cane. In 2009, Plaintiff Meeks requested a cane or crutch but his request was
denied due to security reasons. Meeks contends that he had no handicap shower
or toilets in the New Madrid County jail. There are, in fact, no handicap cells in
the new Madrid County jail, which was built in 1979.
Prior to his three court appearances, Meeks was taken to the hospital. The
medical staff at the hospital did not prescribe any type of apparatus for Meeks to
use to walk or assist him. The Sikeston emergency room physician did not
prescribe a wheelchair or cane for Meeks to use. The Semo Healthcare Clinic also
did not prescribe any type of apparatus for Meeks to use to walk or assist him.
Summary Judgment Standard
The standard for summary judgment is well settled. In determining whether
summary judgment should issue, the Court must view the facts and inferences from
the facts in the light most favorable to the nonmoving party. Matsushita Elec.
Indus. Co., Ltd. v. Zenith Radio Corp., 475 U.S. 574, 587 (1986); Woods v.
DaimlerChrysler Corp., 409 F.3d 984, 990 (8th Cir. 2005); Littrell v. City of
Kansas City, Mo., 459 F.3d 918, 921 (8th Cir. 2006). The moving party has the
burden to establish both the absence of a genuine issue of material fact and that it is
entitled to judgment as a matter of law. Fed.R.Civ.P. 56(c); Anderson v. Liberty
Lobby, Inc., 477 U.S. 242, 247 (1986); Celotex Corp. v. Catrett, 477 U.S. 317, 322
(1986); Enterprise Bank v. Magna Bank, 92 F.3d 743, 747 (8th Cir. 1996). Once the
moving party has met this burden, the nonmoving party may not rest on the
allegations in his pleadings but by affidavit or other evidence must set forth specific
facts showing that a genuine issue of material fact exists. Fed.R.Civ.P. 56(e);
Anderson 477 U.S. at 256; Littrell , 459 F.3d at 921. “The party opposing
summary judgment may not rest on the allegations in its pleadings; it must ‘set forth
specific facts showing that there is a genuine issue for trial.’” United of Omaha
Life Ins. Co. v. Honea, 458 F.3d 788, 791 (8th Cir.2006) (quoting Fed.R.Civ.P.
56(e)); “‘Only disputes over facts that might affect the outcome of the suit under the
governing law will properly preclude the entry of summary judgment.’ Anderson v.
Liberty Lobby, Inc., 477 U.S. 242, 248 (1986).” Hitt v. Harsco Corp., 356 F.3d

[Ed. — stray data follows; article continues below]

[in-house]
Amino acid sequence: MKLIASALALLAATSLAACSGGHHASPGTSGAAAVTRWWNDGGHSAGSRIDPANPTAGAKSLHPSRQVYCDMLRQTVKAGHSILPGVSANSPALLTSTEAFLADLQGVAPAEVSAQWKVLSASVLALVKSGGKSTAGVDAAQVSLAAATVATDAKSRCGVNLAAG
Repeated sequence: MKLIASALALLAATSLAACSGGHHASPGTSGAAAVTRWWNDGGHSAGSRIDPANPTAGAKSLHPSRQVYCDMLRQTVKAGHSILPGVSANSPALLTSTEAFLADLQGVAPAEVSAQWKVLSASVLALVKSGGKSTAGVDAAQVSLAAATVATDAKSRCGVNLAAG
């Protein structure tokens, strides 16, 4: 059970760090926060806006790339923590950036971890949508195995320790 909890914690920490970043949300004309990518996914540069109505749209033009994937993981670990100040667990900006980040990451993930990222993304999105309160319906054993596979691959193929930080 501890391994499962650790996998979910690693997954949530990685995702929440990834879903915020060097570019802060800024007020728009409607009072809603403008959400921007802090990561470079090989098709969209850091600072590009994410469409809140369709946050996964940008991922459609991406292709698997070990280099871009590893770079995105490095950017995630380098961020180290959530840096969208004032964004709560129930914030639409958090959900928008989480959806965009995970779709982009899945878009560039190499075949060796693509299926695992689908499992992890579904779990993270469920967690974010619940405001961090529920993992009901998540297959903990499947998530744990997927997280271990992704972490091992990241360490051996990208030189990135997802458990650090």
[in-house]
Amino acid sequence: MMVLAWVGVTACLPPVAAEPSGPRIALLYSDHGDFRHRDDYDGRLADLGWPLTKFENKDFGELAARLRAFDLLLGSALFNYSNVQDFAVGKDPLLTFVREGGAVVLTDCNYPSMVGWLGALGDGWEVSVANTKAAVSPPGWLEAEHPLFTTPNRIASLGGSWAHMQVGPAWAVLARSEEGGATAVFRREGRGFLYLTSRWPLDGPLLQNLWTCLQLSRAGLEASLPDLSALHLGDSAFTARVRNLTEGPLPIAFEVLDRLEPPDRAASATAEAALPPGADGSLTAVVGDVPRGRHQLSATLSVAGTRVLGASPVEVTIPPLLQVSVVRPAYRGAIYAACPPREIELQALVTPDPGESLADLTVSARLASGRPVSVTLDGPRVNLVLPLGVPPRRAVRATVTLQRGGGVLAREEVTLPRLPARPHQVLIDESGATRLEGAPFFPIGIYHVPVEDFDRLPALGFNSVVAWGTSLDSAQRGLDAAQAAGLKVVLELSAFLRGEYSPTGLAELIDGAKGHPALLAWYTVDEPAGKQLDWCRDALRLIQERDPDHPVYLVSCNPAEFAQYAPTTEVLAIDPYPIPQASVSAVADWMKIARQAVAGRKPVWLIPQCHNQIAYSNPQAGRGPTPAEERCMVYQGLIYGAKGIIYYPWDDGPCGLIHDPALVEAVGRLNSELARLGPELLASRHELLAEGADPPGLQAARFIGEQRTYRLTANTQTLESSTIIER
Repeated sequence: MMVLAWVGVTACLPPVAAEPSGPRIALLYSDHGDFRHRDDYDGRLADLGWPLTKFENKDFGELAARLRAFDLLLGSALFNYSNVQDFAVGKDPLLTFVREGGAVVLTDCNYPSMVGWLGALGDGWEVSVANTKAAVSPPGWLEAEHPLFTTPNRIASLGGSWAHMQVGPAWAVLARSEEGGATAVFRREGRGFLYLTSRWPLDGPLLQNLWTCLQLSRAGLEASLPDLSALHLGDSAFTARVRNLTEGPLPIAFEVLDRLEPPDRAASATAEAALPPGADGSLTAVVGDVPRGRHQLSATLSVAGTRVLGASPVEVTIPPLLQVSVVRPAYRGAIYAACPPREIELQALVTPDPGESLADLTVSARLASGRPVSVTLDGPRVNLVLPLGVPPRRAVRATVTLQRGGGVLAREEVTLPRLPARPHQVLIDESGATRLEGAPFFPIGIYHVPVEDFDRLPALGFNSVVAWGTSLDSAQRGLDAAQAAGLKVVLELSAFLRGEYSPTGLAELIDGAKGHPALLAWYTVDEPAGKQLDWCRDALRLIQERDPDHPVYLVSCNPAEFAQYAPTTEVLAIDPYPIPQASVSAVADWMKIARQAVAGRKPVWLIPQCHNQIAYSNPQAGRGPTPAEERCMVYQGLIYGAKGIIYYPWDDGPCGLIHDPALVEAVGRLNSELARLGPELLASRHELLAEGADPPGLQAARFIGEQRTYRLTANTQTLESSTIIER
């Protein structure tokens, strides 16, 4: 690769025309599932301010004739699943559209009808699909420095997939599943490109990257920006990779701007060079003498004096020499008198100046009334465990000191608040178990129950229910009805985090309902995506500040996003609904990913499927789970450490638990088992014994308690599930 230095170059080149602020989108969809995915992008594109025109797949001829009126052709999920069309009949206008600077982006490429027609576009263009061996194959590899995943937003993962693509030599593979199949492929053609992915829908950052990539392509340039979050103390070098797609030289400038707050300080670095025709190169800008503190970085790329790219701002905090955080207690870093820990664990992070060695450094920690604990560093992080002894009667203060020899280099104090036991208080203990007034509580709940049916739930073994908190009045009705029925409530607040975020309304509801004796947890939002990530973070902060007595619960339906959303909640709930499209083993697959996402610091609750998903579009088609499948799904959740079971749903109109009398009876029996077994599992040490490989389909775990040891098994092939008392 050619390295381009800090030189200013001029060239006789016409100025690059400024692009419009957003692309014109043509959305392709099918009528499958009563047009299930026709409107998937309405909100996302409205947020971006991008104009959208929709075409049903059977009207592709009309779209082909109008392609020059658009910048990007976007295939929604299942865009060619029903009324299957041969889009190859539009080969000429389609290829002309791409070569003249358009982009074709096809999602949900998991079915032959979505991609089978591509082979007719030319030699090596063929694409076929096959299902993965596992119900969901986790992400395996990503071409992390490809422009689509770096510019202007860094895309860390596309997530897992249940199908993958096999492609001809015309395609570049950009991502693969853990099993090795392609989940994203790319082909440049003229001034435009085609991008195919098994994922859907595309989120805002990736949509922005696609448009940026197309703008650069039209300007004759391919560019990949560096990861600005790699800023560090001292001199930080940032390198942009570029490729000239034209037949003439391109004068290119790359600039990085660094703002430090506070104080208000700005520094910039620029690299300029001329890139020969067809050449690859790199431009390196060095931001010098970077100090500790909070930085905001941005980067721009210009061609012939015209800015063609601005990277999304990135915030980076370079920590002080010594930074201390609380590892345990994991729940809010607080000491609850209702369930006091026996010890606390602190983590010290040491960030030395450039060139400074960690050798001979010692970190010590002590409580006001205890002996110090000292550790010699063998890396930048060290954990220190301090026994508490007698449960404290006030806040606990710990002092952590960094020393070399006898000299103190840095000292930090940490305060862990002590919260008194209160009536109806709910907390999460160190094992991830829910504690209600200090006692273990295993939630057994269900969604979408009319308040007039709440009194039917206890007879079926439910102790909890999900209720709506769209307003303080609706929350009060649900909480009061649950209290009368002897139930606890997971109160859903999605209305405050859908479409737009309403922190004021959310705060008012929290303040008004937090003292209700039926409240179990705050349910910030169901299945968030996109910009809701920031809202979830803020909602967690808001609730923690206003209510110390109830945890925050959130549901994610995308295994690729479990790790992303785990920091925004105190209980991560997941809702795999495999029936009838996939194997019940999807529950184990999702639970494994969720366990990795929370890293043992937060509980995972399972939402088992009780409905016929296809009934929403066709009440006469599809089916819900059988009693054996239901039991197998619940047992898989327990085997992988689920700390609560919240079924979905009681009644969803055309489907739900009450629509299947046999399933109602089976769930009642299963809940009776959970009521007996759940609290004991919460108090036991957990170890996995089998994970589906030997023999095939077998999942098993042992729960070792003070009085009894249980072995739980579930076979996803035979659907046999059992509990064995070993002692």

920, 923 (8th Cir. 2004). An issue of fact is genuine when “a reasonable jury could
return a verdict for the nonmoving party” on the question. Anderson, 477 U.S. at
248; Woods, 409 F.3d at 990.
To survive a motion for summary judgment, the “nonmoving party must
‘substantiate his allegations with sufficient probative evidence [that] would permit a
finding in [his] favor based on more than mere speculation, conjecture, or fantasy.’
Wilson v. Int’l Bus. Machs. Corp., 62 F.3d 237, 241 (8th Cir. 1995)(quotation
omitted).” Putman v. Unity Health System, 348 F.3d 732, 733-34 (8th Cir. 2003).
A plaintiff may not merely point to unsupported self-serving allegations, but must
substantiate allegations with sufficient probative evidence that would permit a
finding in the plaintiff's favor. Wilson v. Int’l Bus. Mach. Corp., 62 F.3d 237, 241
(8th Cir.1995). “The mere existence of a scintilla of evidence in support of the
plaintiff's position will be insufficient; there must be evidence on which the jury
could reasonably find for the plaintiff.” Anderson, 477 U.S. 242 at 252; Davidson
& Associates v. Jung, 422 F.3d 630, 638 (8th Cir. 2005). Summary Judgment will
be granted when, viewing the evidence in the light most favorable to the nonmoving
party and giving the nonmoving party the benefit of all reasonable inferences, there
are no genuine issues of material fact and the moving party is entitled to judgment
as a matter of law. Samuels v. Kansas City Mo. Sch. Dist., 437 F.3d 797, 801 (8th
Cir. 2006). “Mere allegations, unsupported by specific facts or evidence beyond
the nonmoving party’s own conclusions, are insufficient to withstand a motion for
summary judgment.” Thomas v. Corwin, 483 F.3d 516, 526-7(8th Cir. 2007).